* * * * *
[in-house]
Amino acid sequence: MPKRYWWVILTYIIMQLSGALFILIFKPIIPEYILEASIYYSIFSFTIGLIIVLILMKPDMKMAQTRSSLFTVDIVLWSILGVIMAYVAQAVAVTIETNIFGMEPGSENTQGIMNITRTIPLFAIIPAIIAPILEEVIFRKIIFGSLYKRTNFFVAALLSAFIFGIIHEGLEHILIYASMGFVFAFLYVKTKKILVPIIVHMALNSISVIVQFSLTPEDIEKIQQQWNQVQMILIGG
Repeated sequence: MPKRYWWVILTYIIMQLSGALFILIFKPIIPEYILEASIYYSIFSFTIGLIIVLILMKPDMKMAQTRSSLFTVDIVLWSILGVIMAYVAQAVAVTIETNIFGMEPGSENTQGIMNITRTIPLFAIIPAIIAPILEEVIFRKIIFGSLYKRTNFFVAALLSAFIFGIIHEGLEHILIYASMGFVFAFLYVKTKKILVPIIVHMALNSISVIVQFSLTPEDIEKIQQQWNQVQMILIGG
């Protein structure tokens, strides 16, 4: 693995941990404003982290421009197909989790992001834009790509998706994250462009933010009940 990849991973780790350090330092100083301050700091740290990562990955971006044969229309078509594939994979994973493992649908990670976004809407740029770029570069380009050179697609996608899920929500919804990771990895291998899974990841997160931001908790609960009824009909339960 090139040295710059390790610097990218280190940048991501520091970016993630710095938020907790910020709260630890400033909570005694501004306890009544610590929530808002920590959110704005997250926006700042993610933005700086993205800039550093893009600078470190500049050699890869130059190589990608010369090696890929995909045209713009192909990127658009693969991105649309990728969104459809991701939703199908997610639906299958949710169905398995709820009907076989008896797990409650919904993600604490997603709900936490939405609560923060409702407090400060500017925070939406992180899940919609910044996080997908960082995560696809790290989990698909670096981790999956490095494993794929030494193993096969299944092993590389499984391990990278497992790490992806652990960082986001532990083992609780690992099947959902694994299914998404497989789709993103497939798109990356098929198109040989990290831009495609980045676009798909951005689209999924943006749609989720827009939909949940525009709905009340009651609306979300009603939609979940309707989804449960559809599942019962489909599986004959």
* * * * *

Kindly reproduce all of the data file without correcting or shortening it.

[in-house]
Amino acid sequence: MPKRYWWVILTYIIMQLSGALFILIFKPIIPEYILEASIYYSIFSFTIGLIIVLILMKPDMKMAQTRSSLFTVDIVLWSILGVIMAYVAQAVAVTIETNIFGMEPGSENTQGIMNITRTIPLFAIIPAIIAPILEEVIFRKIIFGSLYKRTNFFVAALLSAFIFGIIHEGLEHILIYASMGFVFAFLYVKTKKILVPIIVHMALNSISVIVQFSLTPEDIEKIQQQWNQVQMILIGG
Repeated sequence: MPKRYWWVILTYIIMQLSGALFILIFKPIIPEYILEASIYYSIFSFTIGLIIVLILMKPDMKMAQTRSSLFTVDIVLWSILGVIMAYVAQAVAVTIETNIFGMEPGSENTQGIMNITRTIPLFAIIPAIIAPILEEVIFRKIIFGSLYKRTNFFVAALLSAFIFGIIHEGLEHILIYASMGFVFAFLYVKTKKILVPIIVHMALNSISVIVQFSLTPEDIEKIQQQWNQVQMILIGG
């Protein structure tokens, strides 16, 4: 693995941990404003982290421009197909989790992001834009790509998706994250462009933010009940 990849991973780790350090330092100083301050700091740290990562990955971006044969229309078509594939994979994973493992649908990670976004809407740029770029570069380009050179697609996608899920929500919804990771990895291998899974990841997160931001908790609960009824009909339960 090139040295710059390790610097990218280190940048991501520091970016993630710095938020907790910020709260630890400033909570005694501004306890009544610590929530808002920590959110704005997250926006700042993610933005700086993205800039550093893009600078470190500049050699890869130059190589990608010369090696890929995909045209713009192909990127658009693969991105649309990728969104459809991701939703199908997610639906299958949710169905398995709820009907076989008896797990409650919904993600604490997603709900936490939405609560923060409702407090400060500017925070939406992180899940919609910044996080997908960082995560696809790290989990698909670096981790999956490095494993794929030494193993096969299944092993590389499984391990990278497992790490992806652990960082986001532990083992609780690992099947959902694994299914998404497989789709993103497939798109990356098929198109040989990290831009495609980045676009798909951005689209999924943006749609989720827009939909949940525009709905009340009651609306979300009603939609979940309707989804449960559809599942019962489909599986004959």